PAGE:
2017 has already brought many new challenges for the service sector, and we can expect more to come. So there is no time to waste in getting ready for whatever changes your nonprofit may face.
As leaders, we are continually using internal and external resources as successfully as we can to solve new problems and rebound from adversity strengthened, and yes, even more resourceful. In this article I suggest ideas to help weather the storm and benefit from the disruptions.
How Prepared Are You for Challenges?
Start with a realistic and timely assessment of where your organization stands now, where it wants to be now, and where it wants to be in the future.
And do this before the water gets choppy.
Leaders face less urgency to act in relatively stable times, when the stresses are routine and the shocks are small and manageable. Calm seas and all that. It is simply hard for us as individuals, and as groups, to focus on preparing for dire things that might happen, when it seems in the moment that things are going pretty well. But acting before a disruption occurs is essential to building resilience. If not, we’ll always be reacting — acting only after things have gone wrong. Sound familiar?
Here are good questions to start an internal assessment.
- When a potential change looms on the horizon, how does your organization respond?
- Does your leadership team demonstrate the capacity to rebound from challenging conditions?
- How do they react to new opportunities?
So much of the money available to address social needs is used to maintain the status quo, because organizations are often wedded to their current solutions, delivery models, and recipients. How often we hear that “we are doing it that way since we’ve always done it that way.” Change is so scary!
Where Do You Need to Change?
Many otherwise-vital nonprofits won’t look internally to challenge how people in their organizations interact, coordinate, communicate and make decisions. These organizations focus their resources on anticipating and managing the external environment.
Here are four key questions that innovative leaders explore to re-align resources. Encouraging resilience is a critical way to inspire people given the shifting social sector landscape of 2017.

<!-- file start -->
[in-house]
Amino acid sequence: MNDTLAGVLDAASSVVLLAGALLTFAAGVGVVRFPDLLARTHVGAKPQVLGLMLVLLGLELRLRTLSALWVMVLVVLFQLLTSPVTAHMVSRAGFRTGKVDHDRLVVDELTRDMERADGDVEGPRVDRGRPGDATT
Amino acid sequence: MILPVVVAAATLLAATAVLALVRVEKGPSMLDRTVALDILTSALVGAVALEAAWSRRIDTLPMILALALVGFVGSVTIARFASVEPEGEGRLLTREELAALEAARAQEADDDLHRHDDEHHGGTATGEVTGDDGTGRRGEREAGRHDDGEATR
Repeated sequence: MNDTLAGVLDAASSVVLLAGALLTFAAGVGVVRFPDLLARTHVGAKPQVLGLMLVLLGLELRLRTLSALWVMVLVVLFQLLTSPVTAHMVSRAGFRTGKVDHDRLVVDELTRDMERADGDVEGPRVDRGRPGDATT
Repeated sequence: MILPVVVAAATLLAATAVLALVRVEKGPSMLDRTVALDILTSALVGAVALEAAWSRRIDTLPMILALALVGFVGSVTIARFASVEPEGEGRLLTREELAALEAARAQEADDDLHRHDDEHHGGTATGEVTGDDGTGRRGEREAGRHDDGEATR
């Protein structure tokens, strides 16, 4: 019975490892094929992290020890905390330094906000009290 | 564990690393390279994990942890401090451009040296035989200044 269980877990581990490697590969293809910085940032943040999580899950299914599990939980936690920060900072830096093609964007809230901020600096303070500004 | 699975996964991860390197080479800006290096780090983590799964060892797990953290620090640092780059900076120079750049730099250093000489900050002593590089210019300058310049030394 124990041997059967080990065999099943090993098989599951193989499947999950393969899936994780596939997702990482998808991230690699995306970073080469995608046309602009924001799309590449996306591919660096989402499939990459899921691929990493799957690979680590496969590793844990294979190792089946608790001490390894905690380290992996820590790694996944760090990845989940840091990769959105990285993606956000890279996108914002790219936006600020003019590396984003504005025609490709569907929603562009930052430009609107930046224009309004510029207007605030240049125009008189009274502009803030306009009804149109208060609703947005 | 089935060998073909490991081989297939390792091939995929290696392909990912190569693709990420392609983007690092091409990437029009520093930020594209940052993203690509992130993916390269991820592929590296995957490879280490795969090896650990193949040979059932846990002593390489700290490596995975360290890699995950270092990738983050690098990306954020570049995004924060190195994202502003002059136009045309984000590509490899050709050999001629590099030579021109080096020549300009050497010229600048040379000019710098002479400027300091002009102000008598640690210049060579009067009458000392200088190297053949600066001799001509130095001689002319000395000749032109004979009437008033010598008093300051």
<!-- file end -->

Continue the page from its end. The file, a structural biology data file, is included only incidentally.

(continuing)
- How often does everyone think strategically about the processes that touch everything about the way an organization transforms its resources into value?
- How are the members of the leadership team assessed and developed regarding their strategic competencies?
- How are board members engaged in conversations about the challenges and opportunities around innovation and change?
- How is succession planning and talent management integrated into the updates to the strategic planning goals?
What all these questions have in common is that they help nonprofits to identify opportunities to grow professional and volunteer talent that would help manage the business functions of their enterprise, concurrently promote resilience and innovation, and ensure a bigger impact.
How do you lead in a shifting landscape?
Recognize that change is a constant. That is the most important aspect of nonprofit life in my experience.
Good leaders have the vision and detail-focus to execute on the organization’s growth and sustainability. It is important to anticipate that as the environment continues to change, resources will become more abundant or scarce, needs will evolve, and similar organizations will develop with whom you can partner, merge, compete, or ignore.
Creating resilience is really about game-changing, curve-bending opportunities to drive impact, but through vision, adaptation, and a serious commitment to collaboration. Innovation manifests in many ways, whether we call it disruptive, adaptive, or evolutionary. The patterns of interaction, coordination, communication and decision making through which nonprofit and social enterprise organizations can accomplish transformations and fulfill their mission are processes. It is through the integration of these processes that define a culture and determine how organizations can create impact.
When I see goal-focused resilient organizations, I see leaders working with terrific advantages:
- Employees throughout the organization are empowered to make good goal-focused decisions and to be autonomous and innovative.
- Extra resources freed from what does not matter to do more of what does.
- A culture that inspires people in service of what they care about most.
- Metrics that reflect what really matters: customer/client progress, employee engagement and community impact.
There is so much potential out there to dramatically move the needle on social issues and drive impact, no matter the external environment.
By harnessing innovation to challenge current systems and approaches to achieve a goal-focused entity, organizations can help their employees gain economic self-sufficiency, organizations will retain skilled work forces, public agencies and nonprofits will achieve better programmatic outcomes, and build closer ties to the communities they serve.
I would usually say that 2017 is the time to shake things up. Instead, many organizations are already being shaken. Why not use it as an opportunity to get out of the reaction-response mindset?
Priscilla Rosenwald, MS, is the founder and principal of Leadership Recruiters.